An enjoyable read, Abdullah Khan's debut novel, Patna Blues is a thought-provoking and moving work as well. It is a book mostly based in Patna, the capital of the Indian state of Bihar, and focuses on the life of Arif, a Muslim from a relatively depressed part of the country whose family has eventually settled in that city. The novel, however, has truths about the travails of people of a minority community struggling to establish themselves against seemingly endless odds presented in a manner that will strike sympathetic chords in readers everywhere.
Arif is the son of an honest police sergeant who has to manage a family on a limited income. Conscientious and a reasonably good student, Arif does what quite a few young men in Bangladesh with similar (lower) middle class backgrounds tend to do as well—hope infinitely and study hard to be a part of the civil service by passing one competitive examination or the other, or rather, one competitive examination after another, while working in any number of coaching centers. One strand of the plot traces his travails in seeking a secure footing in society, as he flunks such exams repeatedly, lowering his sight repeatedly too in seeking a government job, and getting more and more desperate as Arif's father is forced to retire—hence the “blues” of the title. In the course of the novel, his family finds itself in increasingly dire straits financially, for there is the added pressure of having to marry off the girls of the family with suitable dowry for the grooms. His only brother also disappears for a long, long time while chasing his dream of being a Bollywood star. In the end, working in a coaching centre all day long seems to be the only option left to Arif, even though he finds some satisfaction in being chosen as a “junior” Urdu translator of the “Bihar State Subordinate Service,” and in getting his brother back from the dark hole in which he seemed to have disappeared.
If this strand of the plot will be believable to anyone even with the slightest of acquaintance with the job market for those who come from economically disadvantaged provincial backgrounds and/or religious or ethnic minorities in the Indian subcontinent, the other strand is very much in the romance mode. Early in the plot Arif falls in love improbably with the much older married Hindu woman Sumitra, whose father has had a heart attack when he is accidentally around. He assists her then and is able to help her take the old man to a hospital. This unlikely romance is interspersed with his pursuit of a career. Both strands of the plot appear to land him in a position that is quite impossible as one ends the novel. Readers will no doubt feel for him at the end, forgiving his and her adulterous impulses, and thinking sympathetically about them and even the translator's position he has succeeded in getting—“so near and yet so far”!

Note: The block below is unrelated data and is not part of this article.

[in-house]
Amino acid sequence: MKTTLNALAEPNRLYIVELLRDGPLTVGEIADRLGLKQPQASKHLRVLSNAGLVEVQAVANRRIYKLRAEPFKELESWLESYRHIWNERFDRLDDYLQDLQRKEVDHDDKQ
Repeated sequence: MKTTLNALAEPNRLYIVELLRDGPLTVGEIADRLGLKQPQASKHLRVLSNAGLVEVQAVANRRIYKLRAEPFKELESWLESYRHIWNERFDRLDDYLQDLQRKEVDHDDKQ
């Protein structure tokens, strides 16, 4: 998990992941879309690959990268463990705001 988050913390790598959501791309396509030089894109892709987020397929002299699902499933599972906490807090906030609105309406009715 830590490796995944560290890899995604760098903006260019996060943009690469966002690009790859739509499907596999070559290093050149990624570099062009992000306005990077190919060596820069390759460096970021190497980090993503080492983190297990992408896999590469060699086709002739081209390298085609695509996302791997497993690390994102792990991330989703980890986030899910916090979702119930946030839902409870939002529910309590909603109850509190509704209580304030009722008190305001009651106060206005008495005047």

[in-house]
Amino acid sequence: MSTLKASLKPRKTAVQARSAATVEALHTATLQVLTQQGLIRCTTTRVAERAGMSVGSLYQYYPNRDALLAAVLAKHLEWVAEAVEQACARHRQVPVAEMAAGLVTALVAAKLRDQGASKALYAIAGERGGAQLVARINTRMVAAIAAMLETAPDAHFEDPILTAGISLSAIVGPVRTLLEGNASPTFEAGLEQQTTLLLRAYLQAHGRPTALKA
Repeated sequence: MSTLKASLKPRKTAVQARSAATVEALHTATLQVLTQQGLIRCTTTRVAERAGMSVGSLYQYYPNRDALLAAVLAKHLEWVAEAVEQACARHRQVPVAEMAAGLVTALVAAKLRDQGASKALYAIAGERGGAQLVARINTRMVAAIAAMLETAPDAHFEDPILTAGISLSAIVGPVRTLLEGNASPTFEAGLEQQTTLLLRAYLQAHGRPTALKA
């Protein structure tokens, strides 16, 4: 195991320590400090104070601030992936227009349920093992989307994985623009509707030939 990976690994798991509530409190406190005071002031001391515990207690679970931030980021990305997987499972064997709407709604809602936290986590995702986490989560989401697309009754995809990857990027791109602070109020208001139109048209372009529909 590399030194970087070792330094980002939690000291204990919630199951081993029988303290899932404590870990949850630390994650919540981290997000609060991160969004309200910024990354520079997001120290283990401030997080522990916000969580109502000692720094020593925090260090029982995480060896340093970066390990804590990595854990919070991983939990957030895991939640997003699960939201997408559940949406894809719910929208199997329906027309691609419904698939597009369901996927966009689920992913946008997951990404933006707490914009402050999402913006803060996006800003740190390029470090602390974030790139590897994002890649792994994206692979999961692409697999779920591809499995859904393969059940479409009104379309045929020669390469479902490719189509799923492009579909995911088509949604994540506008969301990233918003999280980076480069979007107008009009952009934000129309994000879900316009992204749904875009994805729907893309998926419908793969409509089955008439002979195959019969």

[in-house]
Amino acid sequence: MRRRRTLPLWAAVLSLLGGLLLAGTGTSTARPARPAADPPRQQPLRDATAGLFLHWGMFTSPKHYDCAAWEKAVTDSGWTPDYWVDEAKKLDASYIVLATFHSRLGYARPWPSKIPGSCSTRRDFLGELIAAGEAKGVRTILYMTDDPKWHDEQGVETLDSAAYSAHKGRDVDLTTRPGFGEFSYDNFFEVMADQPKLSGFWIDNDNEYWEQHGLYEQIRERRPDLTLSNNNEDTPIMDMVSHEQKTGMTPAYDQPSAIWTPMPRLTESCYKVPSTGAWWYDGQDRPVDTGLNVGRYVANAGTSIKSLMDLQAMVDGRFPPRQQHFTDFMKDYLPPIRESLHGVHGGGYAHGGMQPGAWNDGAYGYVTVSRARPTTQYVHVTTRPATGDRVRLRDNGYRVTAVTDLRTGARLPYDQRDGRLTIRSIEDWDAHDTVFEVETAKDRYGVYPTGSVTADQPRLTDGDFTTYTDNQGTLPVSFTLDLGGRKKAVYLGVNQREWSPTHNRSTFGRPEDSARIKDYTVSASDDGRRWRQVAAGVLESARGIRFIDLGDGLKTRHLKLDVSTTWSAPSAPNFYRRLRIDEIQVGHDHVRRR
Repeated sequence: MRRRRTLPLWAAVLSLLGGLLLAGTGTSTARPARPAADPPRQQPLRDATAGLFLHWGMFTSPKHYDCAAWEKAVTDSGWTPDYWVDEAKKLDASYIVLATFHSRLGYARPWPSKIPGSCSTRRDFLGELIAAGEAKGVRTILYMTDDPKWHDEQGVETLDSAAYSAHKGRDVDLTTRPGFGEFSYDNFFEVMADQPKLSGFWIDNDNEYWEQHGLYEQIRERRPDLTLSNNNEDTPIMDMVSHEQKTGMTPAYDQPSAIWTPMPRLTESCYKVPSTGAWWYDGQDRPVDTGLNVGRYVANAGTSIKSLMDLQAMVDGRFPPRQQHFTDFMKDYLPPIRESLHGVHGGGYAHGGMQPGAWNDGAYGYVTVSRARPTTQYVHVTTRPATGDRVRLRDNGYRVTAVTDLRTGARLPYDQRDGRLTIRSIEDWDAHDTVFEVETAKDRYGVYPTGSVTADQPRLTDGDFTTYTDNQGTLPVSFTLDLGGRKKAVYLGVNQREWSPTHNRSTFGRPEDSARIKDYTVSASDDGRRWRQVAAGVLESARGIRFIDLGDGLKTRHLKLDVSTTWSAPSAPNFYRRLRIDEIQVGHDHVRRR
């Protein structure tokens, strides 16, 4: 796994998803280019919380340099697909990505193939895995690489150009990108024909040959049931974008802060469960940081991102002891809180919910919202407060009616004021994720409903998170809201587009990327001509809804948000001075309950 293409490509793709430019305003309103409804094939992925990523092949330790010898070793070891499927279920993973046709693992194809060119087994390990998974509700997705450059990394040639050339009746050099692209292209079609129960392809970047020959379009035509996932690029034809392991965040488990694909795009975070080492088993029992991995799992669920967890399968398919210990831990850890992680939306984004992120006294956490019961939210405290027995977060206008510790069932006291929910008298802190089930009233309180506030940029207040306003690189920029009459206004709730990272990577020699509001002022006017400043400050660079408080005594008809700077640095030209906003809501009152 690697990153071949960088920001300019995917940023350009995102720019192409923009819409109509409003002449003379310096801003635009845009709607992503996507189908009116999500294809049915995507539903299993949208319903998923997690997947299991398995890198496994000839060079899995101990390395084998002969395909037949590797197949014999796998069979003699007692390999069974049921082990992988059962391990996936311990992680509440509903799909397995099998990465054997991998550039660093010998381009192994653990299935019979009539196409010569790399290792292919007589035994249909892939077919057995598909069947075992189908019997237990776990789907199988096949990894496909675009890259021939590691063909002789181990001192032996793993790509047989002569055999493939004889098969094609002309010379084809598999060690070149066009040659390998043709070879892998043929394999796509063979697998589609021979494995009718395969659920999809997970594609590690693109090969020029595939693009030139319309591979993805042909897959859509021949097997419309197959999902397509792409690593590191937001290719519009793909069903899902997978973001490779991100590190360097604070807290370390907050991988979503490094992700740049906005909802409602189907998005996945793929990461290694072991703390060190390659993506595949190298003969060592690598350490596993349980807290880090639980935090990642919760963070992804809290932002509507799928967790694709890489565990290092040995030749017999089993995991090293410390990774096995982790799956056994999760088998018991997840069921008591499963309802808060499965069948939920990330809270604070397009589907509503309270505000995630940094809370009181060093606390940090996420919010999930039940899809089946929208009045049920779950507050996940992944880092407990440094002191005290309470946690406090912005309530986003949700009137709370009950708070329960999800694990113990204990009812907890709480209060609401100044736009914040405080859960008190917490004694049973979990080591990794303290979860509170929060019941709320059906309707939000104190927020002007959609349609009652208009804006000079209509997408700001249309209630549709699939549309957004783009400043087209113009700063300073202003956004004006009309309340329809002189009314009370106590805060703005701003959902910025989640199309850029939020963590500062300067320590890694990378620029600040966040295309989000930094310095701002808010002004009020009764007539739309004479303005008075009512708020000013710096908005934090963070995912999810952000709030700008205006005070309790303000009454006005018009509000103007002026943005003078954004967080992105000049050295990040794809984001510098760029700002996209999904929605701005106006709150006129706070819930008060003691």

But one is bound to admire Patna Blues for Khan's straightforward but quite deft handling of the narrative. Realistic details of life in economically depressed and politically restive Patna, of the prejudices Muslims of Bihar have to contend with in their daily lives, fleeting accounts of the follies of state politicians, effective evocation of rural superstitions and lawlessness that persist to this day in too many parts of the subcontinent, and realistic reports of periodic outbreaks of riots and political unrest make the story quite believable. The references to the joys of cricket, the ever-present possibilities of romancing even in the most adverse conditions and across societal barriers and the pleasures of poetry for those naturally inclined to it also flavor the book. It provides the kind of relief that life provides even for those struggling to cope with adversities, go past the thorns of life and even bleed from the wounds created thereby. In addition, of course is the spice provided by the socially forbidden affair of the heart! Aptly, the novel is interspersed with ghazals (both Arif and Sumitra pen them) and there is even an apt reference to Garcia Marquez's Love in the Time of Cholera.
The only problem one has with Patna Blues is that it is too crammed with incidents. It is as if Khan is bent on dazzling us with a surfeit of details. No doubt there are a lot of people like Arif and Sumitra whose lives abound in unending occurrences, but the 291 pages of the printed work appear not enough for them. Seemingly, Khan is bent on presenting the whole gamut of human emotions in his first novel. One will surely feel at the end that the narrative blurs too easily in one's memory after one is done reading it.
Nevertheless, Patna Blues is an impressive novel and readers in Bangladesh and elsewhere will surely get much pleasure in reading it. One looks forward to Abdullah Khan's next book; for sure, this novel suggests that he will have more enjoyable works on offer for them in the future.
Fakrul Alam is a Bangladeshi academic, writer and translator. Currently, he is the Pro-VC of East-West University.